A Few Cherished Poems

Sonnets to Orpheus, Part Two, XII

Want the change. Be inspired by the flame

where everything shines as it disappears.

The artist, when sketching, loves nothing so much

as the curve of the body as it turns away.


What locks itself in sameness has congealed.

Is it safer to be gray and numb?

What turns hard becomes rigid

and is easily shattered.


Pour yourself out like a fountain.

Flow into the knowledge that what you are seeking

finishes often at the start, and with ending, begins.


Every happines is the child of a separation

it did not think it could survive. And Daphne, becoming

a laurel,

dares you to become the wind.


~Rainer Maria Rilke~

(In Praise of Mortality, translated and edited by Anita Barrows and Joanna Macy)



Sonnet 105

Let not my love be call’d idolatry,

Nor my beloved as an idol show,

Since all alike my songs and praises be

To one, of one, still such, and ever so.

Kind is my love to-day, to-morrow kind,

Still constant in a wondrous excellence,

Therefore my verse, to constancy confin’d,

One thing expressing, leaves out difference.

“Fair,” “kind,” and “true” is all my argument,

“Fair,” “kind,” and “true” varying to other words,

And in this change is my inventions spent,

Three themes in one, which wondrous scope affords.

            “Fair,” “kind,” and “true” have often liv’d alone.

            Which three till now never kept seat in one.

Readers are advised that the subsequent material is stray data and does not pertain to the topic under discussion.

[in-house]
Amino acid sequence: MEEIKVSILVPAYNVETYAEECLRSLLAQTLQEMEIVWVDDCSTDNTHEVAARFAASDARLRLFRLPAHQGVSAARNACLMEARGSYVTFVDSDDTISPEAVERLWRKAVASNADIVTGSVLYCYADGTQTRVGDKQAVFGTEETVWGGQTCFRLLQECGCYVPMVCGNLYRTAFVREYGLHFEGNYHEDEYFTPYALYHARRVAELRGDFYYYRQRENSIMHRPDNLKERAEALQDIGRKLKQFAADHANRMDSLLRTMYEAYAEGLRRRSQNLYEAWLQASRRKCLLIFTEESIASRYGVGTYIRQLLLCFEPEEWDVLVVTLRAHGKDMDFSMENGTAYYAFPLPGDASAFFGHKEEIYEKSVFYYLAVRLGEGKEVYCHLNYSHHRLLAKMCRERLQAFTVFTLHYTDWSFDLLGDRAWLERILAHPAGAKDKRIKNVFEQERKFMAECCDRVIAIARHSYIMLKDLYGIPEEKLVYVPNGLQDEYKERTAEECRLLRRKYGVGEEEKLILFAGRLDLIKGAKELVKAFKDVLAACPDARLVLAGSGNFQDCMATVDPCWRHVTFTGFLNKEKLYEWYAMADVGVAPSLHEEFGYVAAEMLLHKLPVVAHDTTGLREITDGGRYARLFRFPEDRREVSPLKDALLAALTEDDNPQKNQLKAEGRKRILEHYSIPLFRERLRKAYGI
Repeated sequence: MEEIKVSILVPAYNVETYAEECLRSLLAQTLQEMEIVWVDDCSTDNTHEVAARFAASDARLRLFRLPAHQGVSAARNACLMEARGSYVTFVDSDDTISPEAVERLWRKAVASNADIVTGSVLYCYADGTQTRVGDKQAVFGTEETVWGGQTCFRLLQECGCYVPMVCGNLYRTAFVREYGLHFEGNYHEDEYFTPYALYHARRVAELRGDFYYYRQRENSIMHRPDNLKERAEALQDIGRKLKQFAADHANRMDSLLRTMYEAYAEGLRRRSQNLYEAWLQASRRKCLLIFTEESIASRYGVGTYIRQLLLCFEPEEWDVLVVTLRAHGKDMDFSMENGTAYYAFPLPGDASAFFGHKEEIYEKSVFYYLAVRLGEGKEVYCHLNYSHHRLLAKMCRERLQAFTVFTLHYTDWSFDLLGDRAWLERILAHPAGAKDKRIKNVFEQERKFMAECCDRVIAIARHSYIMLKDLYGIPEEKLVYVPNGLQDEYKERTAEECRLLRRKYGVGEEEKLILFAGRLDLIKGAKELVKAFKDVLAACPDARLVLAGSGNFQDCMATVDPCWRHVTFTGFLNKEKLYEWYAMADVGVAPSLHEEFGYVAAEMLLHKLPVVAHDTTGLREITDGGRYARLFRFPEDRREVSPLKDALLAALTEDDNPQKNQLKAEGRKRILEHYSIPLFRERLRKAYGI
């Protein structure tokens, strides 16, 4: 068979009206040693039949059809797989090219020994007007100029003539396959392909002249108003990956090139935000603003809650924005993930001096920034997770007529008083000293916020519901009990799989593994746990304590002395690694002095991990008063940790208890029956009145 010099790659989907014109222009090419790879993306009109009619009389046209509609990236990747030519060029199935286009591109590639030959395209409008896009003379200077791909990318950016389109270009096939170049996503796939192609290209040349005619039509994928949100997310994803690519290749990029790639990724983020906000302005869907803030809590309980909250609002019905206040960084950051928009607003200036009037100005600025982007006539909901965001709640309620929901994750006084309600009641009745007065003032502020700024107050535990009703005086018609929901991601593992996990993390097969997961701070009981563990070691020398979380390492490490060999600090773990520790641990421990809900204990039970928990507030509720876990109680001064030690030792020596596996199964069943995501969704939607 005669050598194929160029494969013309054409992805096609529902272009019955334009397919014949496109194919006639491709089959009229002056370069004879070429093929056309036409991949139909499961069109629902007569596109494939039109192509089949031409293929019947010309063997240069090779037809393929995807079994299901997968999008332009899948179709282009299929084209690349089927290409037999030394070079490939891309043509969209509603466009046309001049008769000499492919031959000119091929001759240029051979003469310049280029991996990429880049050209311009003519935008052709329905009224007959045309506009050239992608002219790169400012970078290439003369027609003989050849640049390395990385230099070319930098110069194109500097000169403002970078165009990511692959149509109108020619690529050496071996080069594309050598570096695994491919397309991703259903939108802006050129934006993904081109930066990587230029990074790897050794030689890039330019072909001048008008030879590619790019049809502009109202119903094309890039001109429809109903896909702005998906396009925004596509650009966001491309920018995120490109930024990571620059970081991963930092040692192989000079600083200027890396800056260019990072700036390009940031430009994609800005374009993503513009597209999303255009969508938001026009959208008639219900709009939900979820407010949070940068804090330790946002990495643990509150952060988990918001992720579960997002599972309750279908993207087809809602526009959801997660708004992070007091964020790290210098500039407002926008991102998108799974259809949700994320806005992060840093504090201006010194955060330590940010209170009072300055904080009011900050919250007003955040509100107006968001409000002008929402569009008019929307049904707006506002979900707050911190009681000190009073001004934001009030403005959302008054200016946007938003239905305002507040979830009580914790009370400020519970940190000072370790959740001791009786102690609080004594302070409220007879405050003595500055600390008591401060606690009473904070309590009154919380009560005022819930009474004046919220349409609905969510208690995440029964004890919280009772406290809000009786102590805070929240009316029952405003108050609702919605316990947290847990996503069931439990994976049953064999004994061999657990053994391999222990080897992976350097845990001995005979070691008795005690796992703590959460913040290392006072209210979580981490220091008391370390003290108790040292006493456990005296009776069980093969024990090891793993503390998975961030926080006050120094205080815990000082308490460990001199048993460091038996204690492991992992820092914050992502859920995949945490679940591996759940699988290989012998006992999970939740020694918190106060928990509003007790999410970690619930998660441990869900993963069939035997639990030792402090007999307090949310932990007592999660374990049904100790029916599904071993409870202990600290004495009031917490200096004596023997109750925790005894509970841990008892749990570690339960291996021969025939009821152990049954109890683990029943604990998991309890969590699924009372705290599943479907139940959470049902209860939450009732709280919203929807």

William Shakespeare



The bud

stands for all things,

even those things that don't flower,

for everything flowers, from within, of self-blessing;

though sometimes it is necessary

to reteach a thing its loveliness,

to put a hand on its brow

of the flower

and retell it in words and in touch

it is lovely

until it flowers again from within, of self-blessing.


~Galway Kinnell~

St. Francis and the Sow






Ironic, but one of the most intimate acts

of our body is



So beautiful appeared my death---knowing who then I would kiss,

I died a thousand times before I died.


“Die before you die,” said the Prophet



Have wings that feared ever

touched the Sun?


I was born when all I once

feared---I could


~Rabia of Basra~

(C. 717-801)

A Psalm of Life 

Tell me not, in mournful numbers, 

Life is but an empty dream! 

For the soul is dead that slumbers, 

And things are not what they seem. 


Life is real! Life is earnest! 

And the grave is not its goal; 

Dust thou art, to dust returnest, 

Was not spoken of the soul. 


Not enjoyment, and not sorrow, 

Is our destined end or way; 

But to act, that each to-morrow 

Find us farther than to-day. 


Art is long, and Time is fleeting, 

And our hearts, though stout and brave, 

Still, like muffled drums, are beating  

Funeral marches to the grave. 


In the world’s broad field of battle, 

In the bivouac of Life, 

Be not like dumb, driven cattle! 

Be a hero in the strife! 


Trust no Future, howe’er pleasant! 

Let the dead Past bury the dead! 

Act, --act in the living Present! 

Heart within, and God o’erhead! 


Lives of great men all remind us 

We can make our lives sublime, 

And, departing, leave behind us 

Footprints on the sands of time; 


Footprints, that perhaps another, 

Sailing o’er life’s solemn main, 

A forlorn and shipwrecked brother, 

Seeing, shall take heart again. 


Let us, then, be up and doing, 

With a heart for any fate; 

Still achieving, still pursuing, 

Learn to labor and to wait.

Henry Wadsworth Longfellow